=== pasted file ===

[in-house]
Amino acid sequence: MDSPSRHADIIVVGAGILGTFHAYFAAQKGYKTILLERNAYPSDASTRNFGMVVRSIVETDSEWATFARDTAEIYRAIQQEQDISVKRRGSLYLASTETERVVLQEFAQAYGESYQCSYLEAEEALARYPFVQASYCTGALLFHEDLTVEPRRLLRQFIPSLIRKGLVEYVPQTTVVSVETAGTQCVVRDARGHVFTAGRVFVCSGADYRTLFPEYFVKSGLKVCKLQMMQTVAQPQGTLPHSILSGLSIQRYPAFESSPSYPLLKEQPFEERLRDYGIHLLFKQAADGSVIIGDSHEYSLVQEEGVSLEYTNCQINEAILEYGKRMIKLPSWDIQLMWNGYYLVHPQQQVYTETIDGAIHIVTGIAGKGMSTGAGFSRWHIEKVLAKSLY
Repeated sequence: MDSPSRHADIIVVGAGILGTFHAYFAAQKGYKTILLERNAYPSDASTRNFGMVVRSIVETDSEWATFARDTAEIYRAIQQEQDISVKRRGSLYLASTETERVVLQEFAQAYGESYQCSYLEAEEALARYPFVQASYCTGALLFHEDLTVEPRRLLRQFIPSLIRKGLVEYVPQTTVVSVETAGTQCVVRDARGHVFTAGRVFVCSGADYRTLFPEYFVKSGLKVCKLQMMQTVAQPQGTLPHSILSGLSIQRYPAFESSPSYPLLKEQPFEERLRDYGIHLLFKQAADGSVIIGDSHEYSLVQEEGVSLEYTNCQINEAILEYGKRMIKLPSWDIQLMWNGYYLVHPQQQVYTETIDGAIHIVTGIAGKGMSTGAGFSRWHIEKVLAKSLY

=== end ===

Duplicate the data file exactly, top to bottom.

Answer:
[in-house]
Amino acid sequence: MDSPSRHADIIVVGAGILGTFHAYFAAQKGYKTILLERNAYPSDASTRNFGMVVRSIVETDSEWATFARDTAEIYRAIQQEQDISVKRRGSLYLASTETERVVLQEFAQAYGESYQCSYLEAEEALARYPFVQASYCTGALLFHEDLTVEPRRLLRQFIPSLIRKGLVEYVPQTTVVSVETAGTQCVVRDARGHVFTAGRVFVCSGADYRTLFPEYFVKSGLKVCKLQMMQTVAQPQGTLPHSILSGLSIQRYPAFESSPSYPLLKEQPFEERLRDYGIHLLFKQAADGSVIIGDSHEYSLVQEEGVSLEYTNCQINEAILEYGKRMIKLPSWDIQLMWNGYYLVHPQQQVYTETIDGAIHIVTGIAGKGMSTGAGFSRWHIEKVLAKSLY
Repeated sequence: MDSPSRHADIIVVGAGILGTFHAYFAAQKGYKTILLERNAYPSDASTRNFGMVVRSIVETDSEWATFARDTAEIYRAIQQEQDISVKRRGSLYLASTETERVVLQEFAQAYGESYQCSYLEAEEALARYPFVQASYCTGALLFHEDLTVEPRRLLRQFIPSLIRKGLVEYVPQTTVVSVETAGTQCVVRDARGHVFTAGRVFVCSGADYRTLFPEYFVKSGLKVCKLQMMQTVAQPQGTLPHSILSGLSIQRYPAFESSPSYPLLKEQPFEERLRDYGIHLLFKQAADGSVIIGDSHEYSLVQEEGVSLEYTNCQINEAILEYGKRMIKLPSWDIQLMWNGYYLVHPQQQVYTETIDGAIHIVTGIAGKGMSTGAGFSRWHIEKVLAKSLY